The most recent storm—which started Friday, March 10—brought just over an inch and a half of rain to Pacific Palisades, according to Craig Weston, who tracks data in the community.

“The most recent storm produced 1.66 inches of rain in the Huntington Palisades,” Weston wrote. “This brings our yearly total to a very healthy 23.86 inches vs. an average yearly rainfall in Los Angeles of just under 15 inches.”

The yearly rain total is measured starting July 1, 2022, and will end June 30, Weston explained.

As the Palisadian-Post went to print Tuesday, March 14, another storm had reached the Palisades, with rain expected to continue through Wednesday, March 15.

There was more rain predicted for Tuesday, March 21.

Updates will be published in future editions of the paper.


Tax Relief is Available for Winter Storms

This has been a challenging year when it comes to our weather because until recently the region has had no noticeable rain whatsoever. In its place there has been extreme heat warnings with three-digit temperatures the common denominator. Since we’ve been experiencing extremely dry conditions this fall, there’s always the concern now with flooding, especially since we’ve experienced torrential winter rain storms.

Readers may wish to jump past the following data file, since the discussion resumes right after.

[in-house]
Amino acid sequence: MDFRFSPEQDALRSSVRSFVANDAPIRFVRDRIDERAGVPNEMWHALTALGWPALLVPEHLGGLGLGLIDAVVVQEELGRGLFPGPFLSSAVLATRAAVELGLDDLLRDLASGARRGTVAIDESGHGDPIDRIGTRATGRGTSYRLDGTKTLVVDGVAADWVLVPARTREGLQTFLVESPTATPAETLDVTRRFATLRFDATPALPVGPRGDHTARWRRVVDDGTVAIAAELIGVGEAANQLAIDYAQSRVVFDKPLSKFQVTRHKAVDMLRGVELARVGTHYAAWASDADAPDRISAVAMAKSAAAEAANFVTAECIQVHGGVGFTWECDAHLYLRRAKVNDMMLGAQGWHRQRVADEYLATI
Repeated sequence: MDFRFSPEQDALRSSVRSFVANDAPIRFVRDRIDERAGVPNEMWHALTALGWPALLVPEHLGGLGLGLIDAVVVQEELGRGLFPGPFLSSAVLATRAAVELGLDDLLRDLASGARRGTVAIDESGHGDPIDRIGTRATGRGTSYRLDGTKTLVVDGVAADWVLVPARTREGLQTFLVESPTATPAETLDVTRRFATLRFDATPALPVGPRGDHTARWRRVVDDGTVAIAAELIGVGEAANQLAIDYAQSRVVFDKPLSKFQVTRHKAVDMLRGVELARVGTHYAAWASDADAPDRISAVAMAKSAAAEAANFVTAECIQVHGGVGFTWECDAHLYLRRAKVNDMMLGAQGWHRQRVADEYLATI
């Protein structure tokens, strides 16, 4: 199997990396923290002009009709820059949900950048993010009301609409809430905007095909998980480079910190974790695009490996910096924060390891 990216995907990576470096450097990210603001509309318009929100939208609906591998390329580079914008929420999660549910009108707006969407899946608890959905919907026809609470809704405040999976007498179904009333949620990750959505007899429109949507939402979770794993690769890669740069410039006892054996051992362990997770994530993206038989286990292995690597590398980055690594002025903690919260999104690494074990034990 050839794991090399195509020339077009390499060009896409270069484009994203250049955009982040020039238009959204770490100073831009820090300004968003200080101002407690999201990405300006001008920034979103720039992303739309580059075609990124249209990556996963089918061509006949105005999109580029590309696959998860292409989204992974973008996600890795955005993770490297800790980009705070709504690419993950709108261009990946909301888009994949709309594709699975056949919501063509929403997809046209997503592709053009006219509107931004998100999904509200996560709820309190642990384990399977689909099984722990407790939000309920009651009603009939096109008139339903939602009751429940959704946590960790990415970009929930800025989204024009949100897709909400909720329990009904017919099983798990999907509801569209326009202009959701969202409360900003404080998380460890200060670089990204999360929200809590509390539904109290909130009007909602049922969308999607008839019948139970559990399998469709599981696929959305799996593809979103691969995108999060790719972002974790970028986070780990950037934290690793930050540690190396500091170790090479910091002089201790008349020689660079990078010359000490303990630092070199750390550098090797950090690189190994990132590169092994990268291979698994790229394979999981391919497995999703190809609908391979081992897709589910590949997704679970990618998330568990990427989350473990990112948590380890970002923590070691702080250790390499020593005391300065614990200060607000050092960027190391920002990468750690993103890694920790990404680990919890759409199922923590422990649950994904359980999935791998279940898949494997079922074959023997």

Along those lines, I want to remind property owners that tax relief is available in the event of damage to property not only by fires and other natural disasters but rain damage and/or flooding. By filing a claim for Misfortune & Calamity relief within one year of the incident, properties that have sustained a minimum of $10,000 in damage or destroyed may be eligible for a refund of taxes already paid and lower annual tax bills until the property is repaired or rebuilt.

You must file the Application for Reassessment – Misfortune & Calamity claim, which is available online at assessor.lacounty.gov/tax-relief/disaster-relief; by phone: 213-974-8658; or by social media at @lacassessor.

Again, the claim has to be filed with my office within 12 months of the rain damage or flooding or any other natural disaster. The savings can be for a total loss of the property or a percentage of the damage as long as it’s $10,000 or more.

Sometimes, the tax relief may not be a significant amount but it most assuredly helps in a time of need, and can come in handy when you are planning on rebuilding or replacing. The percentage is calculated by the appraiser using a standard formula, oftentimes in conjunction with other factors such as existing insurance.